Parasite genomes mapped
Scientists have mapped out the genomes of two parasites that cause snail fever, a disease that afflicts 210 million rural people worldwide and for which there is still no vaccine. Only one drug exists to fight the disease, which is also known as schistomiasis. Experts hope that by laying out the genetic structure of the parasites, new drugs can be designed to fight them. The Schistosoma mansoni is found in sub-Saharan Africa, parts of the Middle East, Brazil, Venezuela and some Caribbean islands. Some 280,000 people die from snail fever in Africa alone each year. The age-old disease leaves people so weak they are unable to work. Victims suffer fever, abdominal pain, cough, diarrhea, fatigue and distended bellies in advanced stages of the illness. People and cattle are ideal hosts of these parasites and those who are infected shed the parasites in their stools, which in turn infect freshwater snails in paddy fields and lakes. The snails then shed larvae, called cercariae, that infect mammals by tunneling through the tiny pores on their skin.
Former leader on respirator
Former president and Nobel laureate Kim Dae-jung has been placed on a respirator in hospital, a medical official said yesterday. “The president is on a breathing machine but he is not in a life-threatening condition. Vital signs are all normal,” the official at Seoul’s Severance Hospital said. Kim, 83, was taken to a hospital on Monday for a medical check-up after suffering from cold symptoms and a fever, said an aide quoted by Yonhap news agency. On Wednesday he was diagnosed with pneumonia and moved to an intensive care unit.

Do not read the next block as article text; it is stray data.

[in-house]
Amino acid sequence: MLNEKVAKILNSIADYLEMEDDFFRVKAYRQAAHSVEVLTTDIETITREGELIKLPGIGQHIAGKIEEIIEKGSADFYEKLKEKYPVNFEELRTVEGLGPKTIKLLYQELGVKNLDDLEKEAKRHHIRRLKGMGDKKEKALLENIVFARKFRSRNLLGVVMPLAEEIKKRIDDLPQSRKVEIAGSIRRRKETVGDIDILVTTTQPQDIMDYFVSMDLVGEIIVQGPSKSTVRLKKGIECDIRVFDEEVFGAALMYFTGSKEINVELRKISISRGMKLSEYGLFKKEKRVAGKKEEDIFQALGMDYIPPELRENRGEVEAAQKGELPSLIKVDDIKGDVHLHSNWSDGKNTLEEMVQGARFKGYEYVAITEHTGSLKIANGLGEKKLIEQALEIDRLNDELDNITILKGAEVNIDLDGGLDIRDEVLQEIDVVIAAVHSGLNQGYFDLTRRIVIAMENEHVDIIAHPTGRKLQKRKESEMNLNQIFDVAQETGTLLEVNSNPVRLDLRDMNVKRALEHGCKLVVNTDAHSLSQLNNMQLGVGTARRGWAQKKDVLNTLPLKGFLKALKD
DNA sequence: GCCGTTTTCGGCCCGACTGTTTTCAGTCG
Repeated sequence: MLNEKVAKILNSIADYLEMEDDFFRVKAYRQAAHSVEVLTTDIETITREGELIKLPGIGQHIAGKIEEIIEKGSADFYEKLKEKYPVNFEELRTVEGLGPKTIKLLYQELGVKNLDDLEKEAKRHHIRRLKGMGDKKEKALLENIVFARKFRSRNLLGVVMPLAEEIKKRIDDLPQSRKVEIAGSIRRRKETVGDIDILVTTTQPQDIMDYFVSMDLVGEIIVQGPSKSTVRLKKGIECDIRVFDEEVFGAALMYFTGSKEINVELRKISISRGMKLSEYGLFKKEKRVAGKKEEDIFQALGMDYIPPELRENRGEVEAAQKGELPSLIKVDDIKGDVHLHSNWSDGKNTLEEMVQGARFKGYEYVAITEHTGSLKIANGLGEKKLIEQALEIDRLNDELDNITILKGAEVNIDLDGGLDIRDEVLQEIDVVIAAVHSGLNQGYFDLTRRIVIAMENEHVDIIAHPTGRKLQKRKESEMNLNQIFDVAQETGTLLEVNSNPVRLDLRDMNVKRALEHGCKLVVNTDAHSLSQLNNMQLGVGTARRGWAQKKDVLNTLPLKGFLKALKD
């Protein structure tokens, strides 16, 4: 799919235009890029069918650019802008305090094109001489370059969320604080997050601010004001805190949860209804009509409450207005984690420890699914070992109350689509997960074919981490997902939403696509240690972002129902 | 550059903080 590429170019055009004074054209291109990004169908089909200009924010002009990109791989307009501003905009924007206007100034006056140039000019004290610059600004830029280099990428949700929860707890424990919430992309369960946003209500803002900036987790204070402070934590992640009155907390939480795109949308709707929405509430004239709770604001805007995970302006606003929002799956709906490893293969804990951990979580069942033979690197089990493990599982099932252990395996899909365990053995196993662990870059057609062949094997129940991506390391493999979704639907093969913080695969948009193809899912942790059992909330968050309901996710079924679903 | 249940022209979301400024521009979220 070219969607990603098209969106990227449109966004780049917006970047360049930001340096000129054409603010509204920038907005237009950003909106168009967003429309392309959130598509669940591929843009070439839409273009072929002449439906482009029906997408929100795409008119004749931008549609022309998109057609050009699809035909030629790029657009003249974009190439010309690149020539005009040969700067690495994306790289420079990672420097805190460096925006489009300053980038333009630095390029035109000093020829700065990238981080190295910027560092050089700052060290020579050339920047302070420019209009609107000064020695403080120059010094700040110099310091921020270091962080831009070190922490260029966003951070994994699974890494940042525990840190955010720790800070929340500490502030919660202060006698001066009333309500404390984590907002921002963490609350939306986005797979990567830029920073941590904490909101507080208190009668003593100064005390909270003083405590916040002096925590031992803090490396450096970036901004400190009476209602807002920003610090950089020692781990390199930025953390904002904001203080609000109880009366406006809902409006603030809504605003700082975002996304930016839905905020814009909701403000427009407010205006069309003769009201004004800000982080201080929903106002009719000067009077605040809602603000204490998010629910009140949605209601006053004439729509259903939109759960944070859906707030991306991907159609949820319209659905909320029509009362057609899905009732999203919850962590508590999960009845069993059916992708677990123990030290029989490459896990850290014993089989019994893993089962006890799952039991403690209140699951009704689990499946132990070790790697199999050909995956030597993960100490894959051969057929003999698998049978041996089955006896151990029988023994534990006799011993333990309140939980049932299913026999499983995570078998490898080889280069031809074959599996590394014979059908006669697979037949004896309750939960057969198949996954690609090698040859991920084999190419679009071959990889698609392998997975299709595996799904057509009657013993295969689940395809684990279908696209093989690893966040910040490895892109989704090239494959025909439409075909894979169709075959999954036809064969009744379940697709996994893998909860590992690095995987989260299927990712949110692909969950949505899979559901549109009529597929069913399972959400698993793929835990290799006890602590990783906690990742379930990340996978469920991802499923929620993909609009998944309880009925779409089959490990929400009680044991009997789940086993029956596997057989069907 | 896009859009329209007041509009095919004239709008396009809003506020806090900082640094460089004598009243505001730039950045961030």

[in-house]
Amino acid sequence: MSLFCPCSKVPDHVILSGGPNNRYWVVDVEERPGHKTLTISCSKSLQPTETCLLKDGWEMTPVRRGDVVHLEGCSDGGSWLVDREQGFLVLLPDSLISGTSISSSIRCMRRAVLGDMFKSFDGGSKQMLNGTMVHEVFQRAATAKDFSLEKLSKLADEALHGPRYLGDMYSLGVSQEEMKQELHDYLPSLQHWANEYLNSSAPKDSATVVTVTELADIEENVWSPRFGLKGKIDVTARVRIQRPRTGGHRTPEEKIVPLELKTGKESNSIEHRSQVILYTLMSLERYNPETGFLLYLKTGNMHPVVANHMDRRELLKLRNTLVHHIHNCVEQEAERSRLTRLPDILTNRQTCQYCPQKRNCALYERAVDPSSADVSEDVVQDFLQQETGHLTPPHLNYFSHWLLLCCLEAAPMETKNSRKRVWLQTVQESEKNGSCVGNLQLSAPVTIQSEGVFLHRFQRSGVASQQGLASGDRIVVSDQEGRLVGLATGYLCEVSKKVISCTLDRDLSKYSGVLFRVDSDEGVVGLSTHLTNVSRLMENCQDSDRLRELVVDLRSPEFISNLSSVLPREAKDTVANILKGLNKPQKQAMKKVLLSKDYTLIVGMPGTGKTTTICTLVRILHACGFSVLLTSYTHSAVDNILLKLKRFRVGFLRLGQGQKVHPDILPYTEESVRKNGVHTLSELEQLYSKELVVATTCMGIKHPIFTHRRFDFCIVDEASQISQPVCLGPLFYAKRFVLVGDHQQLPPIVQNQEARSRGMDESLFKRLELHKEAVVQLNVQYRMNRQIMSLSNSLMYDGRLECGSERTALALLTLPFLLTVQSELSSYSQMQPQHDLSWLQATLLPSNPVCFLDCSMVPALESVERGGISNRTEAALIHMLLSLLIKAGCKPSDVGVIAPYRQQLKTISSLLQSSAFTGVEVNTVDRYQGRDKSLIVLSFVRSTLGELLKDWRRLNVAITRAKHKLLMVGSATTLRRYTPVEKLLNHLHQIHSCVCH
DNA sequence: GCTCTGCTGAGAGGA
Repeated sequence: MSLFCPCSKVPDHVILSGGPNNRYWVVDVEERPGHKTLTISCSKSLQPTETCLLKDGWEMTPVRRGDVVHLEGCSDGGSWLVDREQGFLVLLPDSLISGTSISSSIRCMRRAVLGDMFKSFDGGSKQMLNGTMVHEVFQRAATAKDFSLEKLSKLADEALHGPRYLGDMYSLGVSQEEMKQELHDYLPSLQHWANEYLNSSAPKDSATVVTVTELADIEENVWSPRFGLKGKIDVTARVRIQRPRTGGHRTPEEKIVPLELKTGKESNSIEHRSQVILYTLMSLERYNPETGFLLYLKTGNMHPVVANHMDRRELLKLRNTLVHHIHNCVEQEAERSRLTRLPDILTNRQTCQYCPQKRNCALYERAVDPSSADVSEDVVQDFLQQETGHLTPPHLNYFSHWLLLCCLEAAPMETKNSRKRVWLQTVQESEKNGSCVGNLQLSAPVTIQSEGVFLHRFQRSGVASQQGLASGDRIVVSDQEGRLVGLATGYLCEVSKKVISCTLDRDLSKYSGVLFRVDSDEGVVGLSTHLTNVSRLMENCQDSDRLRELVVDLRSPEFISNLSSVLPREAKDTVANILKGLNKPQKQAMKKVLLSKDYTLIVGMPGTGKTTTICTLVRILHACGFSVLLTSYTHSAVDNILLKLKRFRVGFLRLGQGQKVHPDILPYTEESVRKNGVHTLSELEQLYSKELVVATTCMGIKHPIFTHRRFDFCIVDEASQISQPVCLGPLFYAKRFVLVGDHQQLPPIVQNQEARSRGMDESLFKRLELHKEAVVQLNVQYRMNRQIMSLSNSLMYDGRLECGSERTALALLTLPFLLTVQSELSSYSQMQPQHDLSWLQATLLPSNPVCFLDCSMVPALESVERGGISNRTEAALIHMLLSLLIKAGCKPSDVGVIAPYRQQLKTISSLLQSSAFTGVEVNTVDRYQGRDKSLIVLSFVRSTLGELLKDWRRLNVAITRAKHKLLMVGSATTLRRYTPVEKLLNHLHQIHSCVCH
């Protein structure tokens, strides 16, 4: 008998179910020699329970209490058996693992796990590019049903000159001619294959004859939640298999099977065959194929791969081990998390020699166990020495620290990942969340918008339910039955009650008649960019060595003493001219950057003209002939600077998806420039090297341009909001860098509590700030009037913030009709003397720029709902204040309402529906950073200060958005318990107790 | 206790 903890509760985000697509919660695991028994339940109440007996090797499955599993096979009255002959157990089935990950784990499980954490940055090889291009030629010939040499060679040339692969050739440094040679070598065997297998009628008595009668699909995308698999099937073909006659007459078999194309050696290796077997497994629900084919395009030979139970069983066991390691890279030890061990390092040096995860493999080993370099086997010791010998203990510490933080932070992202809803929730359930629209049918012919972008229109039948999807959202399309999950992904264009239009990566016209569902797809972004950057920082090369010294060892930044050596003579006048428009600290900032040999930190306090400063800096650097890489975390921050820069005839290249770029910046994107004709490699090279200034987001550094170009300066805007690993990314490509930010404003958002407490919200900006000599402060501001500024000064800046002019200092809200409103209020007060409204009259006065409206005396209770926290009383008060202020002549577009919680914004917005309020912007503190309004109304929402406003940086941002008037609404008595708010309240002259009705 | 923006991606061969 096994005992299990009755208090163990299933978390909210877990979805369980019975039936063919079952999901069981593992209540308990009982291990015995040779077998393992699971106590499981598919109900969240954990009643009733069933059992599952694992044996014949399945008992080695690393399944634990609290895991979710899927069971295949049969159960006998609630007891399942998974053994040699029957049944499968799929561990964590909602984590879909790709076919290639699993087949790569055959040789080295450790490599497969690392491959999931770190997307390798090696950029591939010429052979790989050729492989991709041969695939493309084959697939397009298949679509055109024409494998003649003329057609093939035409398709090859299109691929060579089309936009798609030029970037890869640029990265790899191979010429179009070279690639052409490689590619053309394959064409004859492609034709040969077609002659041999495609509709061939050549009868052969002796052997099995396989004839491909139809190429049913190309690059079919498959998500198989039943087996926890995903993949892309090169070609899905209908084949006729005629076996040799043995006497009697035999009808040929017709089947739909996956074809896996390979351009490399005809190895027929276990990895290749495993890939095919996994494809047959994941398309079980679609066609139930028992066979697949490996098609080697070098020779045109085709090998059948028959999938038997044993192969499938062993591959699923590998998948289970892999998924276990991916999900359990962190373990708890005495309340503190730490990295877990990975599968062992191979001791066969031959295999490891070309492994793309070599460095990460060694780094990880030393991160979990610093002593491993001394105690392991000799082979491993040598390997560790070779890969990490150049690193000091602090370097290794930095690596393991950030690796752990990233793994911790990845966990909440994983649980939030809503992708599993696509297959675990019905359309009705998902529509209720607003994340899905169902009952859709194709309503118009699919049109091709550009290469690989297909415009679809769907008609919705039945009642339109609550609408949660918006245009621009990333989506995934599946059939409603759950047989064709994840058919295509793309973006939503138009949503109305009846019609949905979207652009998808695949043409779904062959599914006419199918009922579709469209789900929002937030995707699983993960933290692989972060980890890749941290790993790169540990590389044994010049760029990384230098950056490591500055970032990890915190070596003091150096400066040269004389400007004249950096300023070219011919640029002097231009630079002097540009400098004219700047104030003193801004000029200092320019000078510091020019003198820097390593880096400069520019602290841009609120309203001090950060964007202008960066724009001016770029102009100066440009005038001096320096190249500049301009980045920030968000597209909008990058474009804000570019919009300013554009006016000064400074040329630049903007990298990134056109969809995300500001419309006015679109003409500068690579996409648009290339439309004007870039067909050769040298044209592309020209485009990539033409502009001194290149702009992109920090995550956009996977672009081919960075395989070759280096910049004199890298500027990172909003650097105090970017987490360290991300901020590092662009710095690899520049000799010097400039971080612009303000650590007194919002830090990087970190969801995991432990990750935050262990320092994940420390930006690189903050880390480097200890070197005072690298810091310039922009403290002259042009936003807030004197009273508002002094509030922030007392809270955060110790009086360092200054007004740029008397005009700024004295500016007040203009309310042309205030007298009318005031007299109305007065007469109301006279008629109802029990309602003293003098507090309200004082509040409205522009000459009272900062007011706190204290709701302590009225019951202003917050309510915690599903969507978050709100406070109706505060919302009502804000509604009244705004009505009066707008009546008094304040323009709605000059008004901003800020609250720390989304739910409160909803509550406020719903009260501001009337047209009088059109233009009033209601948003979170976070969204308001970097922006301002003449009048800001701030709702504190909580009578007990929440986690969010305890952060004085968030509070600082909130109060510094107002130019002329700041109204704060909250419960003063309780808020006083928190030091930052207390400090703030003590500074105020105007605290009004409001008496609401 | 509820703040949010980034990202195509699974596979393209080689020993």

Dog nurses red panda cubs
Two red panda cubs abandoned by their mother at birth are thriving at a zoo thanks to milk and loving care from an unlikely surrogate mother — a dog, Xinhua news agency reported yesterday. The cubs, born on June 25, were abandoned immediately by their mother after giving birth in front of a crowd of visitors at the Taiyuan Zoo in Shanxi Province. The dog wet nurse, belonging to a farmer from a nearby suburb, was selected from two other candidates that had recently given birth. The dog is now raising the two panda cubs like its own pups, sometimes even refusing to feed its own pup, a zoo official said.
UN official shot dead
A UN official working in a camp for displaced civilians in Peshawar was shot dead during a failed kidnapping attempt yesterday, UN and Pakistani officials said. The wounded Pakistani, who works for the UN refugee agency (UNHCR), was rushed to a hospital, where he later died, the officials said. “A national staff of UNHCR at the Kutcha Gari camp has been a victim of a kidnapping attempt that turned into a shooting,” UN spokesman Janos Tisovszky said by telephone. “He was shot in the chest several times and he was rushed to hospital.” Another UN spokeswoman, Stephanie Bunker, said the official later died.
City to honor ‘veil martyr’
The hometown of a pregnant Egyptian woman stabbed to death in a German courtroom is to honor the “veil martyr” with a street in her name, Egypt’s official MENA news agency reported on Wednesday. Alexandria governor Adel Labib “agreed to give the name of martyr Marwa al-Sherbini” to a street in the city, MENA quoted Labib as saying. Sherbini, 31, died in a courtroom in Dresden after being stabbed at least 18 times in front of her son and husband, allegedly by a Russian-born German man. Dresden is also mulling ways to honor her after the killing sparked anger in the Muslim world, including possibly also naming a street after her. Sherbini became known as the “veil martyr” as she was wearing a headscarf when she was attacked for apparently racist motives.